The Chemistry of Alchemy: From Dragon’s Blood to Donkey Dung: How Chemistry Was Forged
The authors of this book obviously loved their subject, and have a great time with it. It’s fun to read a book with such infectious enthusiasm. They are chemists, but exploring chemistry’s early forebear, alchemy. Wondering how chemistry developed from such arcane beginnings, they set off on an exuberant scavenger hunt and take the reader along for the ride. The first mention of alchemy (which was always associated with turning base metals into gold) is from ancient Egypt and Greece, so there the authors begin, ferreting out hints and obscure references, and tracing the history of alchemical ideas (which undergo transformations as unexpected as the materials used) through the Middle Ages, the Renaissance, and finally up to the earliest modern chemists, whose work was scientific, verifiable, and still pertinent today. Along the way we are introduced to all sorts of interesting people, profiled with amusing, personal and entertaining sketches. But most fun of all are the twenty separate demonstrations, intended for novice (but adult, for safety reasons) chemists which illustrate principles and concepts discovered by the alchemists themselves. You can’t really turn lead into gold, but with this book you, along with the alchemists, can sure have fun trying.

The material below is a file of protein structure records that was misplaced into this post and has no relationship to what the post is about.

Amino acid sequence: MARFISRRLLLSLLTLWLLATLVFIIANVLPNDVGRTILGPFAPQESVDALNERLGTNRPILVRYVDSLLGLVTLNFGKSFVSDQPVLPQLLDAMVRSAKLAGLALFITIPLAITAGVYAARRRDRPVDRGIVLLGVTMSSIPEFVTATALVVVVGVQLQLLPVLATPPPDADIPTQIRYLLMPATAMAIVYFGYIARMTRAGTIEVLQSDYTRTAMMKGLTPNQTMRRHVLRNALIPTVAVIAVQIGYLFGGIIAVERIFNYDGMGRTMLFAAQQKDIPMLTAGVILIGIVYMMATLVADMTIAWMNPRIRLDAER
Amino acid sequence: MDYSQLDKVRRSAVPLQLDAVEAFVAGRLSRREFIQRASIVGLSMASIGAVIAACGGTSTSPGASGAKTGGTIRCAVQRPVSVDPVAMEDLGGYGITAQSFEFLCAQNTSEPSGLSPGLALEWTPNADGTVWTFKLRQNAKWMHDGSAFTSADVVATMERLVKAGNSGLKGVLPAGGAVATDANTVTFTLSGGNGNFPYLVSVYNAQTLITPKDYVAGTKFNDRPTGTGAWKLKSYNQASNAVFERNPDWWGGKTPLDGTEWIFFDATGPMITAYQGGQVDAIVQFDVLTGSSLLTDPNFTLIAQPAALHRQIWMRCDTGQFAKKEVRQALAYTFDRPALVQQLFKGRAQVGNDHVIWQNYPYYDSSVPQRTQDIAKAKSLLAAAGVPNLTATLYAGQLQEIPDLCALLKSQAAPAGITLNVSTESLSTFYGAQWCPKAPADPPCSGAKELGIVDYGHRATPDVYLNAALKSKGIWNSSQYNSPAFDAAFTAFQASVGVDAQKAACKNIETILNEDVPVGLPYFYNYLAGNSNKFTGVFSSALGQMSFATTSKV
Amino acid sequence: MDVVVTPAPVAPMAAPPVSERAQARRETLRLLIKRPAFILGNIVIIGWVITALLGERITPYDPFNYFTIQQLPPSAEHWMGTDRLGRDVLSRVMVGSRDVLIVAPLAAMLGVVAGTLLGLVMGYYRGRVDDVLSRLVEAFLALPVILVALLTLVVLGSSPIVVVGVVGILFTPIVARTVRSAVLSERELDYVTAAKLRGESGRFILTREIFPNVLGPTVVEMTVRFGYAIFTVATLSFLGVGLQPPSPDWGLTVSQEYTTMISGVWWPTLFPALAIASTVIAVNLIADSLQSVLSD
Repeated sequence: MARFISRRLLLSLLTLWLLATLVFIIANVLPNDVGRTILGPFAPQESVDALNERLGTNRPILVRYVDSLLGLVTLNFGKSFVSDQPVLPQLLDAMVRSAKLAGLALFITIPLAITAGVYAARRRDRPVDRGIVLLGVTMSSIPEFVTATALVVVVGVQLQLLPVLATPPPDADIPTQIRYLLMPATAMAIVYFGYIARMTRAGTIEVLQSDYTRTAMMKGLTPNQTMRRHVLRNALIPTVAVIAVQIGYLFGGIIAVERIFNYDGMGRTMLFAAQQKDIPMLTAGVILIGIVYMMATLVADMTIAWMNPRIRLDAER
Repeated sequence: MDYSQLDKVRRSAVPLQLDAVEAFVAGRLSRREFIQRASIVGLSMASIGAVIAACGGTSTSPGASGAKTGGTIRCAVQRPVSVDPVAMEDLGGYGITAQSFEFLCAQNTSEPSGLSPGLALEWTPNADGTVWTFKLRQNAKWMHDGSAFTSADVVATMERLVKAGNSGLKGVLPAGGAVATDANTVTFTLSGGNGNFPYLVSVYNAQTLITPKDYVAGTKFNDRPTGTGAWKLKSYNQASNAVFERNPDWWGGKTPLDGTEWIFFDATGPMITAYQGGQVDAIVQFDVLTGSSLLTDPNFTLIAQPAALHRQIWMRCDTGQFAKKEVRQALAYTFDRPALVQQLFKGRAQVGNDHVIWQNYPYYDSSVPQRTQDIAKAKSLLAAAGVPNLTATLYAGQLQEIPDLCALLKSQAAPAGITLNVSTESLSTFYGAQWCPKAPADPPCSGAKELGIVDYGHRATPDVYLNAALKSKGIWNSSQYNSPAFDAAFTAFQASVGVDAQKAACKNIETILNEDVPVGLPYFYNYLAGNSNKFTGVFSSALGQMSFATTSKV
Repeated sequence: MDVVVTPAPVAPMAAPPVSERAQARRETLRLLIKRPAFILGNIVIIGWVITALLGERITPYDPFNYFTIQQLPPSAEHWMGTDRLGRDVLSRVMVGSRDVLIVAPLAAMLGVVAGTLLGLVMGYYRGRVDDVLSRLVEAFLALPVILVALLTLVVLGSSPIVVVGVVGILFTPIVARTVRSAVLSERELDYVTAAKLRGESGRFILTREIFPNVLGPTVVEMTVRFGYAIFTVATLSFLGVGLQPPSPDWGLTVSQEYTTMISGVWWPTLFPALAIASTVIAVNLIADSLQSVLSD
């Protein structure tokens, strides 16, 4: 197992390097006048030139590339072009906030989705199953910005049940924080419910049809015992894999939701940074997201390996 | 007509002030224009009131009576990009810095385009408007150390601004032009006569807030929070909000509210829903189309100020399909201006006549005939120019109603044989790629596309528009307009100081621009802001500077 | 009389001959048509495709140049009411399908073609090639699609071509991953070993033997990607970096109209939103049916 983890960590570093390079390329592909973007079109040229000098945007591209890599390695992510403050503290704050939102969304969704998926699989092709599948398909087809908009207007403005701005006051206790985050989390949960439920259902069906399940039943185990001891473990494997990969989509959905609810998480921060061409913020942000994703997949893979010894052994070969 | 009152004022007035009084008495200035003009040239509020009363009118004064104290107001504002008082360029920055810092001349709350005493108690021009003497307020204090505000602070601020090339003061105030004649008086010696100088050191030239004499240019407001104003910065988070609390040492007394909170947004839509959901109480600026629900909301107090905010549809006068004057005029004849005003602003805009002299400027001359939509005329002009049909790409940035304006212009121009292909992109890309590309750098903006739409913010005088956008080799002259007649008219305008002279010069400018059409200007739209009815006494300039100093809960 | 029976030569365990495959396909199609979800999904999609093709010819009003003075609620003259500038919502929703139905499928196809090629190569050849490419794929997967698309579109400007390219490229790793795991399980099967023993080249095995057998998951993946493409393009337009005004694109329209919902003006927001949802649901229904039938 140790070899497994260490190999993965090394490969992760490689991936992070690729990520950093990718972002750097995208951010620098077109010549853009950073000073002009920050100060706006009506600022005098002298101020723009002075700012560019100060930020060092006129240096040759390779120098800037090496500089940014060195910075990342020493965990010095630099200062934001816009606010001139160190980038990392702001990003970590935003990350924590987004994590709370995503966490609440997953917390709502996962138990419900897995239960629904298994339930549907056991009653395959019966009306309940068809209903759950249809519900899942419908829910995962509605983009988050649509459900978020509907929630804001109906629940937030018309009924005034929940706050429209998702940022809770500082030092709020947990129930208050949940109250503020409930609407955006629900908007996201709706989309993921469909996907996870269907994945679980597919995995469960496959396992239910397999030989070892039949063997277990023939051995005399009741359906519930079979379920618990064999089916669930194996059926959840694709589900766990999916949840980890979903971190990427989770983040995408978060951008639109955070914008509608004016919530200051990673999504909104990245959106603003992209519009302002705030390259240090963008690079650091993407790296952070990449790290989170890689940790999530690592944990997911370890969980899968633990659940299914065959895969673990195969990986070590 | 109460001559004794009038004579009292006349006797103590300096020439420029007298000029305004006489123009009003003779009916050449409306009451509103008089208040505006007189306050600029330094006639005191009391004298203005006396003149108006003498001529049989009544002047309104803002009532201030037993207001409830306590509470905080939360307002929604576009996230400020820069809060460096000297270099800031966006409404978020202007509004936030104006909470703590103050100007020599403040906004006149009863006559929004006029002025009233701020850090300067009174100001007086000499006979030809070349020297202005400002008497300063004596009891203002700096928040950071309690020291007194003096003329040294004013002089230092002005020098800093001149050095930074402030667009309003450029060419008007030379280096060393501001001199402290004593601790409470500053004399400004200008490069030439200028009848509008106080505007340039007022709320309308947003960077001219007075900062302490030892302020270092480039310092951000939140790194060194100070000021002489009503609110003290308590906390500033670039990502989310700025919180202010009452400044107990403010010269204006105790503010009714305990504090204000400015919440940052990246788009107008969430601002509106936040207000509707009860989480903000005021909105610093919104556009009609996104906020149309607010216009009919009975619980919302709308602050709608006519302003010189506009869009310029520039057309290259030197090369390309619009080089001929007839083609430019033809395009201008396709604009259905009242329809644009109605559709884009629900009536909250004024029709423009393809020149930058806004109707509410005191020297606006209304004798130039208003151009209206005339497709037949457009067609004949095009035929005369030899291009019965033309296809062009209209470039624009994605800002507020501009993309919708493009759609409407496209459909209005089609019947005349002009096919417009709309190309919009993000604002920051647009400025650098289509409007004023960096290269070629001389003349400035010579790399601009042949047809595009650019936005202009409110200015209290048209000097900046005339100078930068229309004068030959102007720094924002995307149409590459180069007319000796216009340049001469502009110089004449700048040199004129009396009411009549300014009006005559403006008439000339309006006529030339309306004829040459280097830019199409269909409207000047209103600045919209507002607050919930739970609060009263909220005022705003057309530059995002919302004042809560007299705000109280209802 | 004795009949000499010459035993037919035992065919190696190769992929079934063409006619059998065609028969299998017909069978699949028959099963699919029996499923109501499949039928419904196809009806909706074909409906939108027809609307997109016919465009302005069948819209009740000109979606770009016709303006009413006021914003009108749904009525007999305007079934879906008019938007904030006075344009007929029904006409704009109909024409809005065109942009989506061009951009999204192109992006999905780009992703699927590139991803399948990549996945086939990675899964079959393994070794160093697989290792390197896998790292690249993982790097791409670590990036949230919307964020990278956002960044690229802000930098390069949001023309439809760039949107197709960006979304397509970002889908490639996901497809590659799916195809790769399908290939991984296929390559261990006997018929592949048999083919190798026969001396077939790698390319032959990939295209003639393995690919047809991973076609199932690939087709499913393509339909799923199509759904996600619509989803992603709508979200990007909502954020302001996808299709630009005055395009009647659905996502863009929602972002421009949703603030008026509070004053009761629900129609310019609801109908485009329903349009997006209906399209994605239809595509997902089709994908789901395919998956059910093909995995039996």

|Author||Cathy Cobb, Monty Fetterolf, Harold Goldwhite|
|Page Count||340 pages|
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